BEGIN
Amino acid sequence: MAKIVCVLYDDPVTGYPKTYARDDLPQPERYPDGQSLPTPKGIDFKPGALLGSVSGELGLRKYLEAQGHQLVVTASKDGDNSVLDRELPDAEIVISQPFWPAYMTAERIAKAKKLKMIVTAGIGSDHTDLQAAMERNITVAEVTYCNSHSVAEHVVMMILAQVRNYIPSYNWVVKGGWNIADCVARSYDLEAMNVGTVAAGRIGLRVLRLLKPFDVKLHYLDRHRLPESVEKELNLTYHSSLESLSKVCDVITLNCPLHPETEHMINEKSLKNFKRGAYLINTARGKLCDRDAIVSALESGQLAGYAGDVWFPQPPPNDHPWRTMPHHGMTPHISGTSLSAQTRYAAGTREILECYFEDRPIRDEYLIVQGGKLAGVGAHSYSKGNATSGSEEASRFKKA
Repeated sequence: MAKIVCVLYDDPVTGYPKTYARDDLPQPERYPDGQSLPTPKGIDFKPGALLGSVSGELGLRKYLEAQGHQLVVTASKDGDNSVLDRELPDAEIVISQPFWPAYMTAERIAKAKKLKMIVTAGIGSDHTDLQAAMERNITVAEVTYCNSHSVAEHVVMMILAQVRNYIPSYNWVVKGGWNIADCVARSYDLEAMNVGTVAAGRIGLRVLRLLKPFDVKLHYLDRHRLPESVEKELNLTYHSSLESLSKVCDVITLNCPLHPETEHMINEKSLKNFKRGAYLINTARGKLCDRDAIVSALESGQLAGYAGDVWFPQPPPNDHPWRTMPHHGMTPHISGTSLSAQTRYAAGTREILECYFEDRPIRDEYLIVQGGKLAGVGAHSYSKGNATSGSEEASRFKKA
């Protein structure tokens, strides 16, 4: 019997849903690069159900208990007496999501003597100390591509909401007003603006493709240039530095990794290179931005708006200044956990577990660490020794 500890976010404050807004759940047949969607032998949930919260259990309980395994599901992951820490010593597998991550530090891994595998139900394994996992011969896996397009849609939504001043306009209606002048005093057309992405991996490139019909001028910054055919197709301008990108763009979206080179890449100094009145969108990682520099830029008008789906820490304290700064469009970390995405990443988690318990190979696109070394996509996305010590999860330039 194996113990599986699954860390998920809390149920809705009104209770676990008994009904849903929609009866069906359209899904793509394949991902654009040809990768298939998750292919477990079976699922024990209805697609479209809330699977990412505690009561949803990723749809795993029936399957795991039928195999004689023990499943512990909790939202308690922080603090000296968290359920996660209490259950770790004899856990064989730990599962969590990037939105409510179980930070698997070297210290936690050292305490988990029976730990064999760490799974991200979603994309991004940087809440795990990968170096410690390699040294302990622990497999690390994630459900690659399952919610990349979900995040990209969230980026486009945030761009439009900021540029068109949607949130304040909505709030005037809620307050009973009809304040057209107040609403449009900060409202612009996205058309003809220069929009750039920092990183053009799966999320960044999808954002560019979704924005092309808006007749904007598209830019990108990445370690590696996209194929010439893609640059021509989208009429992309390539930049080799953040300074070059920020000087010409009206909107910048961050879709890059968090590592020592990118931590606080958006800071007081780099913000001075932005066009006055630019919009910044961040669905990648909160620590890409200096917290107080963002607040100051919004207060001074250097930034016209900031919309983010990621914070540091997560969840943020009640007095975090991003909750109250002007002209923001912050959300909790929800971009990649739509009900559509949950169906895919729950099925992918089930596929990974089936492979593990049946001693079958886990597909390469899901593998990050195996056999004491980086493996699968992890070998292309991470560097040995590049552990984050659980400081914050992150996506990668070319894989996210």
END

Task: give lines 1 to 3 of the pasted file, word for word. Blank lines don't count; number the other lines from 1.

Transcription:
Amino acid sequence: MAKIVCVLYDDPVTGYPKTYARDDLPQPERYPDGQSLPTPKGIDFKPGALLGSVSGELGLRKYLEAQGHQLVVTASKDGDNSVLDRELPDAEIVISQPFWPAYMTAERIAKAKKLKMIVTAGIGSDHTDLQAAMERNITVAEVTYCNSHSVAEHVVMMILAQVRNYIPSYNWVVKGGWNIADCVARSYDLEAMNVGTVAAGRIGLRVLRLLKPFDVKLHYLDRHRLPESVEKELNLTYHSSLESLSKVCDVITLNCPLHPETEHMINEKSLKNFKRGAYLINTARGKLCDRDAIVSALESGQLAGYAGDVWFPQPPPNDHPWRTMPHHGMTPHISGTSLSAQTRYAAGTREILECYFEDRPIRDEYLIVQGGKLAGVGAHSYSKGNATSGSEEASRFKKA
Repeated sequence: MAKIVCVLYDDPVTGYPKTYARDDLPQPERYPDGQSLPTPKGIDFKPGALLGSVSGELGLRKYLEAQGHQLVVTASKDGDNSVLDRELPDAEIVISQPFWPAYMTAERIAKAKKLKMIVTAGIGSDHTDLQAAMERNITVAEVTYCNSHSVAEHVVMMILAQVRNYIPSYNWVVKGGWNIADCVARSYDLEAMNVGTVAAGRIGLRVLRLLKPFDVKLHYLDRHRLPESVEKELNLTYHSSLESLSKVCDVITLNCPLHPETEHMINEKSLKNFKRGAYLINTARGKLCDRDAIVSALESGQLAGYAGDVWFPQPPPNDHPWRTMPHHGMTPHISGTSLSAQTRYAAGTREILECYFEDRPIRDEYLIVQGGKLAGVGAHSYSKGNATSGSEEASRFKKA
């Protein structure tokens, strides 16, 4: 019997849903690069159900208990007496999501003597100390591509909401007003603006493709240039530095990794290179931005708006200044956990577990660490020794 500890976010404050807004759940047949969607032998949930919260259990309980395994599901992951820490010593597998991550530090891994595998139900394994996992011969896996397009849609939504001043306009209606002048005093057309992405991996490139019909001028910054055919197709301008990108763009979206080179890449100094009145969108990682520099830029008008789906820490304290700064469009970390995405990443988690318990190979696109070394996509996305010590999860330039 194996113990599986699954860390998920809390149920809705009104209770676990008994009904849903929609009866069906359209899904793509394949991902654009040809990768298939998750292919477990079976699922024990209805697609479209809330699977990412505690009561949803990723749809795993029936399957795991039928195999004689023990499943512990909790939202308690922080603090000296968290359920996660209490259950770790004899856990064989730990599962969590990037939105409510179980930070698997070297210290936690050292305490988990029976730990064999760490799974991200979603994309991004940087809440795990990968170096410690390699040294302990622990497999690390994630459900690659399952919610990349979900995040990209969230980026486009945030761009439009900021540029068109949607949130304040909505709030005037809620307050009973009809304040057209107040609403449009900060409202612009996205058309003809220069929009750039920092990183053009799966999320960044999808954002560019979704924005092309808006007749904007598209830019990108990445370690590696996209194929010439893609640059021509989208009429992309390539930049080799953040300074070059920020000087010409009206909107910048961050879709890059968090590592020592990118931590606080958006800071007081780099913000001075932005066009006055630019919009910044961040669905990648909160620590890409200096917290107080963002607040100051919004207060001074250097930034016209900031919309983010990621914070540091997560969840943020009640007095975090991003909750109250002007002209923001912050959300909790929800971009990649739509009900559509949950169906895919729950099925992918089930596929990974089936492979593990049946001693079958886990597909390469899901593998990050195996056999004491980086493996699968992890070998292309991470560097040995590049552990984050659980400081914050992150996506990668070319894989996210």